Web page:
Friday, August 10, 2012

Exploring Dingle by Land & Sea

(8/7)  Tuesday
Today we woke up with hopes of kayaking; however, all of the tours were booked for the day so we basically had a free day.  After breakfast, the first order of business was getting some laundry done, so we each dropped off a small bag of laundry at the cleaners to be picked up later in the day.  Then we just bummed around town, hopping from shop to shop, eventually working our way into a place called Foxy John’s.  Upon first glance, one might think that Foxy John’s is a pub . . . or a hardware store . . .well actually it’s both.  Since we were technically still in a store, we considered this to be an extension of our shopping, even though the only things we were purchasing at this point were pints.  I’d switched from beer to mojitos and now to cider.  I like to have options.  After everyone enjoyed a pint, we headed across the street to do some more “shopping” at another half pub, half clothing store.  We each enjoyed another pint, the ladies having half-pints, and then set out to find something for lunch.  Beer before lunch, that’s just how the Irish do it.  We ended up at The Dingle Pub, where we enjoyed a late lunch and had some time to catch up on the Olympics.

Once our bellies were full, and we were out of shopping options (riiighht), we decided to go for an hour long boat tour of the Dingle bay.  To date, this was one of my most favorite parts of the trip.  Seeing the shore and all of Dingle from the water was amazing and I was able to get some great photos.  We also got to see Dingle’s local celebrity, Fungie.  Fungie is a dolphin who made his home in Dingle Bay in 1983 and has been living there ever since.  The locals aren’t sure why Fungie chose Dingle Bay, but they’re definitely happy that he did because they’ve been able to create an entire industry around him – boat tours, kayak tours, Fungie paraphernalia, Fungie children’s books  . . . you name it.        

We didn't plan ahead for dinner, so we wandered town until we found a place that had room for us - The Old Smokehouse.  The food was good, but not a place I'd rush back to.  Mr. and Mrs. Dite headed back to the B&B after dinner and the rest of us went found a pub and enjoyed a few beverages before turning in.  Yes, we definitely did a lot of eating and drinking on this trip.  In hindsight, I wish I had taken a picture of each pub we stopped in.  I could have had an entire Pub Tour photo album.  Tomorrow is our last day in Dingle and then we're off to Kinsale.

Thursday, August 9, 2012

Exploring Dingle by Land

(8/6) Monday
On our first misty morning in Dingle, we set out after breakfast in the cars to do a 23K historical tour of the peninsula along winding roads with beautiful, lush green hills spotted with cows or sheep on one side and amazing cliffs overlooking the Atlantic Ocean on the other side.  We’ve seen a lot of wonderful scenery on this trip, but touring around Dingle gave us some of the best sights I’ve ever seen in my life.  Along the tour we visited Dunbeg Fort that dates back to 500BC, Beehive Huts that would have been inhabited from ancient times through 1200 AD,  and the Gallarus Oratory that is shown in the picture below.  All of Ireland is covered in stone, or seems to be, so all of the historical sites we’ve visited have been built using stone and many of them have been constructed in such a way that they’re waterproof, without the use of mortar or any substance like it.   The Irish definitely knew how to construct a long lasting structure.  The different stones are still used today for construction and many of the houses dotting the landscape are made with some amount of stone.  I assume the houses built completely from stone are owned by the wealthier population.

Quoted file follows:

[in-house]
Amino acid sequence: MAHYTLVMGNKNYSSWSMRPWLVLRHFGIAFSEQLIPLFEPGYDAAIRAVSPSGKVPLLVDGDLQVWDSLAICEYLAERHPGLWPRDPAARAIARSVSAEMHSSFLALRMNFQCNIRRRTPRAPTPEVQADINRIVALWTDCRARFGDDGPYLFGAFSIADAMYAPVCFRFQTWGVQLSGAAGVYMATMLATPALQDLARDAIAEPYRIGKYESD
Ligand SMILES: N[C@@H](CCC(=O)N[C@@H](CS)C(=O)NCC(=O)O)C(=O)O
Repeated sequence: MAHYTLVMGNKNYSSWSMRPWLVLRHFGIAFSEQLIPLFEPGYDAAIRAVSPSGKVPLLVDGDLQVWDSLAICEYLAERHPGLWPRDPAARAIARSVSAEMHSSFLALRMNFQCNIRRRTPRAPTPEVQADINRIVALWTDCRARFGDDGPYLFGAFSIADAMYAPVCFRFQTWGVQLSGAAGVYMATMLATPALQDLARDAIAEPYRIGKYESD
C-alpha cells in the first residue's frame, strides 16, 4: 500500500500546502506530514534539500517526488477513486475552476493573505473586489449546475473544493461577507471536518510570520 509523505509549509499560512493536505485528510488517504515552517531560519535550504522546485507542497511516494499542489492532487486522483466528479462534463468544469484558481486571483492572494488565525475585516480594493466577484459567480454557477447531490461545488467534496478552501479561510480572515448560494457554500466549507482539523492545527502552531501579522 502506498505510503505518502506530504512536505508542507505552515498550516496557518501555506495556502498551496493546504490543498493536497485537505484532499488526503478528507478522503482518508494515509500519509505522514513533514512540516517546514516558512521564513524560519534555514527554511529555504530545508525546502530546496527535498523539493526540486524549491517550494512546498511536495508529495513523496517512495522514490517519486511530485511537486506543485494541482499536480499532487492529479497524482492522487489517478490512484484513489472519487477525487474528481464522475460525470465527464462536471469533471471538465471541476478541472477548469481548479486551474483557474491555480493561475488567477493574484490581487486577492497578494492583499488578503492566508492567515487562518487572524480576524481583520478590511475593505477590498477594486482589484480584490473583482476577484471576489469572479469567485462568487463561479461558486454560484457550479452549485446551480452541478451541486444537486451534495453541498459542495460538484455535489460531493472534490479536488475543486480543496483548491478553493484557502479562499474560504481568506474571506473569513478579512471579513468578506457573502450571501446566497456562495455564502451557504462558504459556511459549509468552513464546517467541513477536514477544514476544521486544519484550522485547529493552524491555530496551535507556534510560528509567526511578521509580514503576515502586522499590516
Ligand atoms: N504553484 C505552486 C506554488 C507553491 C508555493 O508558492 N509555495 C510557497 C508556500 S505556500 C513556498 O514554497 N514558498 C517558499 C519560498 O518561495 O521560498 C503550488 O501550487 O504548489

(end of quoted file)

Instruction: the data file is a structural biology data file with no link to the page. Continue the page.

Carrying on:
Along the tour, we made a few non-historical stops as well. The first was at Luis Mulcahy pottery where Mrs. Dite and I did a little bit of shopping.  The pottery wasn’t really to Brian’s taste, but I found a few small pieces that I liked that are functional and will always bring fond memories of this trip along with a couple of gifts.  After shopping, we headed to a pub for lunch.  The lady who runs the B&B that we’re staying in recommended the pub because one of her cousins is the owner of the pub and a local brewery.  All she had to do was say “brewery” and we were sold.  Lunch was just okay.  After that we continued on to the base of Brandon Mountain where we found Brendan creek.  Brendan was thrilled that there is a creek named after him, so we stopped to relax and take some pictures.  Once again, the scenery didn’t disappoint.

We headed back in to town to our B&B for a little down time before dinner at The Chart House, another place recommended by the owner of the B&B.  This restaurant was a far better suggestion, but on the pricey side.  This was our fancy dinner for the trip and it was so tasty.  Mr. and Mrs. Dite have definitely been spoiling us on this trip.  After dinner, we walked through the small carnival in town (Irish carnies aren’t any different from US carnies) and then worked our way over to Murphy’s pub to listen to some Irish music while enjoying a few pints.  The two men performing in the pub, one playing a banjo and the other playing a guitar, were fantastic.  When they weren’t singing, or asking us to sing along with them, they were doing their own mini comedy act.  It was a nice way to finish the evening.